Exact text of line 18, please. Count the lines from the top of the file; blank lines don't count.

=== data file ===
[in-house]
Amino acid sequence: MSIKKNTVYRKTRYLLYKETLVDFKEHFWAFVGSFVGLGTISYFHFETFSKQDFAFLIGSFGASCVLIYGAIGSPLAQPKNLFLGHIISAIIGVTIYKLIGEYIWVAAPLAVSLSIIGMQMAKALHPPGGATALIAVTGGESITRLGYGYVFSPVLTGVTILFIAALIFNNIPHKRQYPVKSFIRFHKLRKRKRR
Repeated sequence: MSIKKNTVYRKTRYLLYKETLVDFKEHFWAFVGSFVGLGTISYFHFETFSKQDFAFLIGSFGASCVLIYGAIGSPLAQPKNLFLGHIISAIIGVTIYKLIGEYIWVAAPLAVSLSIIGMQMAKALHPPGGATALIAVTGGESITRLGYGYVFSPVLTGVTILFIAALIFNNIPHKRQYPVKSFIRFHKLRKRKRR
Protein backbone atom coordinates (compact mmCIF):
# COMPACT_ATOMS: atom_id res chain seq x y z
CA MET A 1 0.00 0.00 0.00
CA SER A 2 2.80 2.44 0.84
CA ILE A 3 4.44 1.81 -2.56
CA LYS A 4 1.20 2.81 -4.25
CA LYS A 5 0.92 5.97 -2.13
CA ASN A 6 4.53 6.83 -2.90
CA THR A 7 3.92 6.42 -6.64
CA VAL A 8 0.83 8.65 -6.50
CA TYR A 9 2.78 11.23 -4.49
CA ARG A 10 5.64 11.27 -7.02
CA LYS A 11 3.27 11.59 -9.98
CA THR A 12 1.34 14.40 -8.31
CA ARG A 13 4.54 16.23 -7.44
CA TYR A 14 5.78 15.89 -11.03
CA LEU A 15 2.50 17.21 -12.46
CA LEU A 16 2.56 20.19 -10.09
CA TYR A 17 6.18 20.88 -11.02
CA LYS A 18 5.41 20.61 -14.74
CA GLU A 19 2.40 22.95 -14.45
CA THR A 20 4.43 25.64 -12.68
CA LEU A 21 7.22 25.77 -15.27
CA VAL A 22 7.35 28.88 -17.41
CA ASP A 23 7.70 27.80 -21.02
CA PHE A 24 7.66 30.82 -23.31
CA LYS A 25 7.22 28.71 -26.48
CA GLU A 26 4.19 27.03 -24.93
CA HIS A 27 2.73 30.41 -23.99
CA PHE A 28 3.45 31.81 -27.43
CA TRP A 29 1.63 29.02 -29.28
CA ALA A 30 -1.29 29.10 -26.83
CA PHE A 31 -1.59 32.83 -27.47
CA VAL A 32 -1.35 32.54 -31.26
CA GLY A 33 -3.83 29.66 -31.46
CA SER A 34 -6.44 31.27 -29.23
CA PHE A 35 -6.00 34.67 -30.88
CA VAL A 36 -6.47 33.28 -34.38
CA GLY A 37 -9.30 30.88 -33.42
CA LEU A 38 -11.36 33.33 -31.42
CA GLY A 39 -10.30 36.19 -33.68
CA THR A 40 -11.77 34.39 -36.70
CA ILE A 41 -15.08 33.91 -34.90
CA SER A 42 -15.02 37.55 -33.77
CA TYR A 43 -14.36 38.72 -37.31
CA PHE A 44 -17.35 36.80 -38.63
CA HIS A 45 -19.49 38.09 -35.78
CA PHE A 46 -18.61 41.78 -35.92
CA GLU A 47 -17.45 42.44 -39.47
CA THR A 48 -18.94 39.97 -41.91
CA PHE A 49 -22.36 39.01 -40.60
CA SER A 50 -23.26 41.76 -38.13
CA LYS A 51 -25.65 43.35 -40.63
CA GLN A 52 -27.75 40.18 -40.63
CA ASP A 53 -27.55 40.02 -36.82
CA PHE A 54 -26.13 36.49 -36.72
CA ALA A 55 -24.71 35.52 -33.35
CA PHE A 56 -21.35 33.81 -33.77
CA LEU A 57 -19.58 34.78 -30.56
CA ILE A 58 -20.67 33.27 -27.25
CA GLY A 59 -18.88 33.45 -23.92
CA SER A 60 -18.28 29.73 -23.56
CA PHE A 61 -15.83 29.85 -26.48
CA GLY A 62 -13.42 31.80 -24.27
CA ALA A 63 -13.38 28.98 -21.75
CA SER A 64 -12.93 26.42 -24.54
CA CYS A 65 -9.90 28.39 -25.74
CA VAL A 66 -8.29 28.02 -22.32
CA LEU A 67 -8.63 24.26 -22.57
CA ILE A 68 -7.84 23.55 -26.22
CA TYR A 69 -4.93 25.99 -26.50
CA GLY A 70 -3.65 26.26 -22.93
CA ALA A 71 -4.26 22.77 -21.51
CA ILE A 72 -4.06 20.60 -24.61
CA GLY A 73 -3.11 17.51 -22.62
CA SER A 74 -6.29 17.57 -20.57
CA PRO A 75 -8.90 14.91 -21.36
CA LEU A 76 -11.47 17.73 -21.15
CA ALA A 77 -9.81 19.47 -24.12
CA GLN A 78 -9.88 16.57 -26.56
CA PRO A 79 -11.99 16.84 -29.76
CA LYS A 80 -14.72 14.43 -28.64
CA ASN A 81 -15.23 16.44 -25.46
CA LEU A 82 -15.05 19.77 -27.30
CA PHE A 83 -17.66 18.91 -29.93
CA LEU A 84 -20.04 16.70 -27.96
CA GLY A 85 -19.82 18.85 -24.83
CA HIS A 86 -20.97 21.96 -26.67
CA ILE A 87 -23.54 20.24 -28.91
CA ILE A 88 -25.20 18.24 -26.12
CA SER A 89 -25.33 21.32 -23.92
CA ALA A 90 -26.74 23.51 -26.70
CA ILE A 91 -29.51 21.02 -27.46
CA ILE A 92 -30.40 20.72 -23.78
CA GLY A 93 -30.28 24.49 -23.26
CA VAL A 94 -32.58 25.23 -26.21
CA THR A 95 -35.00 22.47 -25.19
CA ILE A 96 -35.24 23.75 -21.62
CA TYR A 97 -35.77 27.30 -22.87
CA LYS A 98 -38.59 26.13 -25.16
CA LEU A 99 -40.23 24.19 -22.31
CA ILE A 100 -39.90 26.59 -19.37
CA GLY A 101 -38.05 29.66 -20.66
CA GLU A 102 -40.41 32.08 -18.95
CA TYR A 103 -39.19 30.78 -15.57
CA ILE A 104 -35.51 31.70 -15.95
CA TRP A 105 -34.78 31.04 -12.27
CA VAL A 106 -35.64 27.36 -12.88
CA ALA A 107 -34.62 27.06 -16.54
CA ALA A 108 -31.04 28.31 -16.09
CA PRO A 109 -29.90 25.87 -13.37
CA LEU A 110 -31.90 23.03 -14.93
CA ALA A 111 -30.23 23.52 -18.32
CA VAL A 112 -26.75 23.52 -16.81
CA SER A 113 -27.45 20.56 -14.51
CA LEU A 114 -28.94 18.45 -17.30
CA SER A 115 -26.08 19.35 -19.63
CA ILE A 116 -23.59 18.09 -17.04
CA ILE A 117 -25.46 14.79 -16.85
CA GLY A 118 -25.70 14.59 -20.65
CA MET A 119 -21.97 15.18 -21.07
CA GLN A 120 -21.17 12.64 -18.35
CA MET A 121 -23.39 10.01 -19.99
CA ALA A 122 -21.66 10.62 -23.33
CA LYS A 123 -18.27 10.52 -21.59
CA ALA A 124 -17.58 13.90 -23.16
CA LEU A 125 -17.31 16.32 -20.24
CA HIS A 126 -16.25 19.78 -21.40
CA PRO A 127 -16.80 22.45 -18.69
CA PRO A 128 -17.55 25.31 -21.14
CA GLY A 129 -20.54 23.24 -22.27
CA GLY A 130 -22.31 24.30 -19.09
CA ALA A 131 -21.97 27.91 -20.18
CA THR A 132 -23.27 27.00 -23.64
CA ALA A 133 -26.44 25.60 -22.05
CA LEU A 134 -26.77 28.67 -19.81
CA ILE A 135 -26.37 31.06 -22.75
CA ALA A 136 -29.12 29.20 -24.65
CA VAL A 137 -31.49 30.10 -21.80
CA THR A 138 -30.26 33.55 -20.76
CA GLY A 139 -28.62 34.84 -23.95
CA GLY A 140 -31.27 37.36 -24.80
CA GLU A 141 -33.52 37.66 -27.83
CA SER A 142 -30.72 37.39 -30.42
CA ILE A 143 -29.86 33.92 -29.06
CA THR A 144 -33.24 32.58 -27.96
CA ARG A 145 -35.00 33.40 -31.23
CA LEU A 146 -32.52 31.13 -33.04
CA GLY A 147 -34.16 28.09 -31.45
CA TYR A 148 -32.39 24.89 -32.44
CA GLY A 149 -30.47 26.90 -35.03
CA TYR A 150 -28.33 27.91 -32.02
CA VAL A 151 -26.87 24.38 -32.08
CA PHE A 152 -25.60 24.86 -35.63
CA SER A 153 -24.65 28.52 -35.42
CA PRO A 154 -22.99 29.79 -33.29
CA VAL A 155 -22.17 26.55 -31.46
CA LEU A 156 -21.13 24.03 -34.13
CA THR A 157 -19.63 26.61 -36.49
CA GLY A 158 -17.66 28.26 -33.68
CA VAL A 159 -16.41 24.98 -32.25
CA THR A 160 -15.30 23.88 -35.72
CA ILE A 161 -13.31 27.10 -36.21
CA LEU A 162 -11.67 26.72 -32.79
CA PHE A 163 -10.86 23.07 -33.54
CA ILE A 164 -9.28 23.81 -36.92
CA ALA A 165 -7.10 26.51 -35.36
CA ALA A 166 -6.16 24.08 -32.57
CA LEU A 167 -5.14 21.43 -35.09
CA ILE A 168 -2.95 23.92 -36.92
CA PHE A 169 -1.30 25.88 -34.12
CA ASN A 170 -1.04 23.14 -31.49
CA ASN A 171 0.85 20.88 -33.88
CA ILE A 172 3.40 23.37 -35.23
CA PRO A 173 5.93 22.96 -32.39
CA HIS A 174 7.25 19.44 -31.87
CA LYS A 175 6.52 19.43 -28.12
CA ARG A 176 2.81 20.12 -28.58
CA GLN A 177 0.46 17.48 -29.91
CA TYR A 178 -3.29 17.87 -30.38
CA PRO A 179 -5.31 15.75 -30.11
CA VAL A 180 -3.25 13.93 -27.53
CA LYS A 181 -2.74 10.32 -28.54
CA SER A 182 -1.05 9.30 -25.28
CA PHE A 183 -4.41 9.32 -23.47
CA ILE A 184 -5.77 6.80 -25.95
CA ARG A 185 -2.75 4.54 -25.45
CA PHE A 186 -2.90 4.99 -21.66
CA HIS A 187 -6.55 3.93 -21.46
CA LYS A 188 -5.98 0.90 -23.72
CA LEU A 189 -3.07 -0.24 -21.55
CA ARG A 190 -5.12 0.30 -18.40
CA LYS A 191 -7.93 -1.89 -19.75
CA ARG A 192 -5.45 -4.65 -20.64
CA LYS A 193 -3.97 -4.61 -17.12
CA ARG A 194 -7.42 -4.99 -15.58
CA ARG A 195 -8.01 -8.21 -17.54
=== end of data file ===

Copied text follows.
CA ARG A 13 4.54 16.23 -7.44